BEIJING, May 22 (AFP) - Intrepid cartoon reporter Tintin has triumphed in yet another adventure by freeing his exploits in Tibet from Chinese political interference, it was announced Wednesday.

When the first official editions of Tintin books in mainland China were published exactly a year ago, the author's widow was aghast to see translators had changed the title of "Tintin in Tibet" to "Tintin in Chinese Tibet".
Although the book does not even mention Tibet's political status, Beijing is always keen to stress its claims over the Himalayan region it has ruled, at times brutally, for the past half-century.

Fanny Remy, the widow of Tintin author Herge, protested to Belgian publishers Casterman, who in turn refused to allow the book to be re-printed with the modified title, which they had initially approved.

On Wednesday -- the 95th anniversary of Herge's birth -- a new collection of all 22 Tintin books in Chinese was launched at the Belgian embassy in Beijing by Casterman and the China Children's Publishing House (CCPH).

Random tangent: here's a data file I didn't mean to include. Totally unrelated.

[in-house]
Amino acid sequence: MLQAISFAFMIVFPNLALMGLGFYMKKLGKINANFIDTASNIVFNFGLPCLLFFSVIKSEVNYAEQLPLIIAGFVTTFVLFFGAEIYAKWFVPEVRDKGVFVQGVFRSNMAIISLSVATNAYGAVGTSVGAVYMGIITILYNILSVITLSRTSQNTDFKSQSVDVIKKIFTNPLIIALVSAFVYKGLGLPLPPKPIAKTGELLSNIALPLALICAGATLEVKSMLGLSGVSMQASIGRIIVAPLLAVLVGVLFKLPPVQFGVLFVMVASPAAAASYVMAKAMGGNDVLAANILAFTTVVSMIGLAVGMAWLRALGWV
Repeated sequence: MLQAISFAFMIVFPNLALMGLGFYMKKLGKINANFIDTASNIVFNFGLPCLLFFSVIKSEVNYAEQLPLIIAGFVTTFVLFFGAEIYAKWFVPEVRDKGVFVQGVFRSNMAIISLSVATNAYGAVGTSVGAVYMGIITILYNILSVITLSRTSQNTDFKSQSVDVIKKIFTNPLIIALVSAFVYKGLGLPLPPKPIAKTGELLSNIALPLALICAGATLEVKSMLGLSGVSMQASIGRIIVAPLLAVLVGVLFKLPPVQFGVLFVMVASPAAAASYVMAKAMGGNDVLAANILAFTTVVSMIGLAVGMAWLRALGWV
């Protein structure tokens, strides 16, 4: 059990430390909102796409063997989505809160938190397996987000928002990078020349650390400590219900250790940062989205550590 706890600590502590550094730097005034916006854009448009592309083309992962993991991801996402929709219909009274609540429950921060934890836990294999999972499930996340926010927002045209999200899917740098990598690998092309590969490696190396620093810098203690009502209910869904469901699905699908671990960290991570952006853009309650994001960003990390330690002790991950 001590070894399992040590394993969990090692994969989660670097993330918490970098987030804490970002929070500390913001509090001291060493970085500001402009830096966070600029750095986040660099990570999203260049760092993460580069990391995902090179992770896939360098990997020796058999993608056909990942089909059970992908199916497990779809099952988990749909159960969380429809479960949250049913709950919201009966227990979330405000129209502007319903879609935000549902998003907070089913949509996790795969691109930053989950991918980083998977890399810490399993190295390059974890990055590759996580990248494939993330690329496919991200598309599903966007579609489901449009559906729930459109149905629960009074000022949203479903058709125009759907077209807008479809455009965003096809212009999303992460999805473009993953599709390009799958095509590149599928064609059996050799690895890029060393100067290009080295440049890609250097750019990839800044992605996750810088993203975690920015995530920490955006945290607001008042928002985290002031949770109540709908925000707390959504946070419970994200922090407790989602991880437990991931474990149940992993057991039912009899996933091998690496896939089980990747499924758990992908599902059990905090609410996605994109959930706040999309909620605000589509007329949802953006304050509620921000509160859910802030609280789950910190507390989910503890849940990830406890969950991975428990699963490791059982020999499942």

"We simply wanted from the very beginning to keep a translation that was in accordance with what Herge did in the past," said Willy Fadeur, head of copyright at Casterman.
"For instance, if we take another example, Tintin in the Congo, we would not want to have today a translation 'Tintin in the Republic of Zaire'," he added.

"Casterman's position is to say: In the translation, we must keep to the original title. We are glad that for this new launch, we are coming back again to this original title."

He praised CCPH's attitude over the issue, saying he was "very glad and happy that our partner shares the same opinion".
The Chinese publisher is directly controlled by the Chinese Communist Party Youth League.

All the Tintin adventures were published in China a year ago, with the exception of "Tintin in the Land of the Soviets".

That book, first published in 1930 as a scathing attack on Stalinism, "frankly contains too many anti-communist views", CCPH said at the time.

Herge -- otherwise known as Georges Remi -- sent his hero, along with faithful dog Snowy, into 23 adventures over 50 years. His exploits sold some 200 million books in more than 50 languages.

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